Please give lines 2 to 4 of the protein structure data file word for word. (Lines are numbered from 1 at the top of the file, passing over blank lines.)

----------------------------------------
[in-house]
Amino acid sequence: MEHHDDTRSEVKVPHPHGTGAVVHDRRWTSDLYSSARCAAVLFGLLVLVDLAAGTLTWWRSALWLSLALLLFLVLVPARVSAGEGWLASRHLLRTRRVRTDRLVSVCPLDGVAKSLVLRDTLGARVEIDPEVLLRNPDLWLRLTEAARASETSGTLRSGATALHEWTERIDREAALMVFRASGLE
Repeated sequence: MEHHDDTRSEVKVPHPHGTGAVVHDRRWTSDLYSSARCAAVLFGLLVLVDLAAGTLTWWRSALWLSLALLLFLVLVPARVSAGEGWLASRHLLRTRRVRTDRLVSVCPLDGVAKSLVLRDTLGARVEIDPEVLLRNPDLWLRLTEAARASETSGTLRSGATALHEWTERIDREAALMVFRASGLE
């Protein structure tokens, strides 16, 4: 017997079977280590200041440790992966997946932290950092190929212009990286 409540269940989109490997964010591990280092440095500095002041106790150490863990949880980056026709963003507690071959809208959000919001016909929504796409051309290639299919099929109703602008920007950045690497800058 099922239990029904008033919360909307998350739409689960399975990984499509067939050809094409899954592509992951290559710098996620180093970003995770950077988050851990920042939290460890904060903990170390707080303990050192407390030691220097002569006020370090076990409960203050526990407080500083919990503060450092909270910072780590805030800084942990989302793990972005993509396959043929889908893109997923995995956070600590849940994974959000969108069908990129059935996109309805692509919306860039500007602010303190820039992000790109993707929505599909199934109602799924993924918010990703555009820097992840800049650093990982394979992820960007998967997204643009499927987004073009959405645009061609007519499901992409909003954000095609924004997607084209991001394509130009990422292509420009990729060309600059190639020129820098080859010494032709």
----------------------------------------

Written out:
Amino acid sequence: MEHHDDTRSEVKVPHPHGTGAVVHDRRWTSDLYSSARCAAVLFGLLVLVDLAAGTLTWWRSALWLSLALLLFLVLVPARVSAGEGWLASRHLLRTRRVRTDRLVSVCPLDGVAKSLVLRDTLGARVEIDPEVLLRNPDLWLRLTEAARASETSGTLRSGATALHEWTERIDREAALMVFRASGLE
Repeated sequence: MEHHDDTRSEVKVPHPHGTGAVVHDRRWTSDLYSSARCAAVLFGLLVLVDLAAGTLTWWRSALWLSLALLLFLVLVPARVSAGEGWLASRHLLRTRRVRTDRLVSVCPLDGVAKSLVLRDTLGARVEIDPEVLLRNPDLWLRLTEAARASETSGTLRSGATALHEWTERIDREAALMVFRASGLE
């Protein structure tokens, strides 16, 4: 017997079977280590200041440790992966997946932290950092190929212009990286 409540269940989109490997964010591990280092440095500095002041106790150490863990949880980056026709963003507690071959809208959000919001016909929504796409051309290639299919099929109703602008920007950045690497800058 099922239990029904008033919360909307998350739409689960399975990984499509067939050809094409899954592509992951290559710098996620180093970003995770950077988050851990920042939290460890904060903990170390707080303990050192407390030691220097002569006020370090076990409960203050526990407080500083919990503060450092909270910072780590805030800084942990989302793990972005993509396959043929889908893109997923995995956070600590849940994974959000969108069908990129059935996109309805692509919306860039500007602010303190820039992000790109993707929505599909199934109602799924993924918010990703555009820097992840800049650093990982394979992820960007998967997204643009499927987004073009959405645009061609007519499901992409909003954000095609924004997607084209991001394509130009990422292509420009990729060309600059190639020129820098080859010494032709």